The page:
• I love the idea of taking photos to plan travel outfits, Pauline. I’ve done that a bit in the past and it was helpful. I also struggle with the make-up and toiletries, so I appreciate Rebecca’s wonderful tips. When I take shorter trips, I wash my hair before I go and save myself from having to drag along all of my hair stuff. But Rebecca’s other tips are mostly new to me and definitely provide some food for thought. I never knew about vinegar for hair and making one’s own deodorant!

  12. I travel a lot, mostly for business, and I prefer to travel light. I take 1 bag and a carry on and that’s it. I use a written packing list for each trip. I pack the night before. My packing list is divided up this way: what I wear on the plane, items in my carry on, items in hold luggage. I hang up my travel clothes the night before. I always check my luggage-its worth the extra fee to forget about it, and since becoming a student pilot I feel even more strongly PX should check their bags-it is what the cargo hold is for-and you could board and deplane MUCH faster and life would be easier for the cabin crews. I also check Roadwarriorette for packing tips. THat is a very helpful travel site.

    • I always check a bag, too, Maharani, and probably always will, at least for longer trips. I like your ideas for dividing up your packing list. I will incorporate them into the list I’m going to create before my next trip. Thanks for the tip for the Roadwarriorette travel site. I will check that out!

      • I am pretty sure I downloaded the template for my packing list from RoadWarriorette. At any rate there’s a lot of useful info on the site for women travelers. I would suggest you make a list now and keep it ready for your next trip-then you wont be so stressed when ready to pack and go. You can think about and tweak it, and each trip allows you to refine further-mine now works very well-I save them all because I make the same trips each year. Packing takes me about an hour now, as opposed to a lot longer, and is so much easier and less stressful than it used to be.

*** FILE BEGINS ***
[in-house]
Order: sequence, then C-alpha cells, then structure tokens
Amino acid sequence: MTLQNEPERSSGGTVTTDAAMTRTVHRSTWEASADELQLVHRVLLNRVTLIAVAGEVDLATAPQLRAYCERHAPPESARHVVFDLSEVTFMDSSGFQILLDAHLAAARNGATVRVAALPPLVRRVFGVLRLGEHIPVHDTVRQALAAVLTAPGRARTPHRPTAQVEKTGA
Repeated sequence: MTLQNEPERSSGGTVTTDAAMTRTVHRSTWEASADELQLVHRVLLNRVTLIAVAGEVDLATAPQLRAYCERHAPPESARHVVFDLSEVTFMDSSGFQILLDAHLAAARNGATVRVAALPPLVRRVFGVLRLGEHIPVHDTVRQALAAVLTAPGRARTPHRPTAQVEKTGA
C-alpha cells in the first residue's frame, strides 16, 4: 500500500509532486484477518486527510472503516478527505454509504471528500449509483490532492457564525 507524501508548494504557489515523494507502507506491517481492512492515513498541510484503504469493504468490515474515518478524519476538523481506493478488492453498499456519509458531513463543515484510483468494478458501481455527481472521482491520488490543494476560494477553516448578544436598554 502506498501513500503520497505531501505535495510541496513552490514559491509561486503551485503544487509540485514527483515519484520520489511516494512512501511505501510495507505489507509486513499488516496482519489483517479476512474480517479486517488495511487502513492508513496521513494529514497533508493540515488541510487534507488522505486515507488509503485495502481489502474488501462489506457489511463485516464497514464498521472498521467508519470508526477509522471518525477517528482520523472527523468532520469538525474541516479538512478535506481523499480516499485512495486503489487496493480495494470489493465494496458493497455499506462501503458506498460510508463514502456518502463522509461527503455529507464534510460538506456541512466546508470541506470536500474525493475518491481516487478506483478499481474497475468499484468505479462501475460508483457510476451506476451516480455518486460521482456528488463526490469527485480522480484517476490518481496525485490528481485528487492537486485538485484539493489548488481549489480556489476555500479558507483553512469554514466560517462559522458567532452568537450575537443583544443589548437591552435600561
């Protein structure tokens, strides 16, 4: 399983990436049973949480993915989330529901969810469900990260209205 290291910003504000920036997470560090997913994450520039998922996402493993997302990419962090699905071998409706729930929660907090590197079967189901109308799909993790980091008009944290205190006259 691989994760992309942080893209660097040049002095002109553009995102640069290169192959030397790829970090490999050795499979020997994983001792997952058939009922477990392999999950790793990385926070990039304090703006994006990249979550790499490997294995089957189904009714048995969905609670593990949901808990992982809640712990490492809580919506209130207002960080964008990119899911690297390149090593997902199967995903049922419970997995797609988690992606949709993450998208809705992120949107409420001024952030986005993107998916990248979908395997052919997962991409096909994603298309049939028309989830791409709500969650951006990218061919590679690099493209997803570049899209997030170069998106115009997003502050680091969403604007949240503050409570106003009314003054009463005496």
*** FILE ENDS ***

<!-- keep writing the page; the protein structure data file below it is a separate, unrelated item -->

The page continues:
• I just peeked at Road Warriorette (for others who might be interested, here’s the link: http://boardingarea.com/roadwarriorette) and am impressed with what I saw thus far! I look forward to perusing some more of the articles and perhaps I’ll find a packing list template there. I agree that it’s a good idea to create the list now rather than when I’m in a hurry to travel somewhere. I’m all for less stressful travel!

  13. My problem is that, even when I check the temperature beforehand, I often have no conception of what that feels like! I live in very warm weather, so anything under 70 feels cold to me, and therefore it’s hard to imagine the difference between 20 and 40, say. I do find that scarves can keep you warm, even if you’re not wearing clothing that is otherwise warm enough. If my neck is warm, that’s a big first step. I usually travel with a pashmina scarf that I stash in a ziploc baggie – I can either wear it as a wrap if it’s not too cold, use it as an extra blankie to snuggle under, or use it as a scarf.

    • You and I are in a similar boat, Sarah, in regards to what cold weather feels like! I think anything under 60 is cold, but it was in the teens at night when I was in Tahoe and that was REALLY cold! Pashminas can definitely be helpful for neck warmth and are very versatile items to have around on trips, as you note. I need those, as well as some of the Wintersilks / Long johns mentioned above (and warm socks) and then I should be set!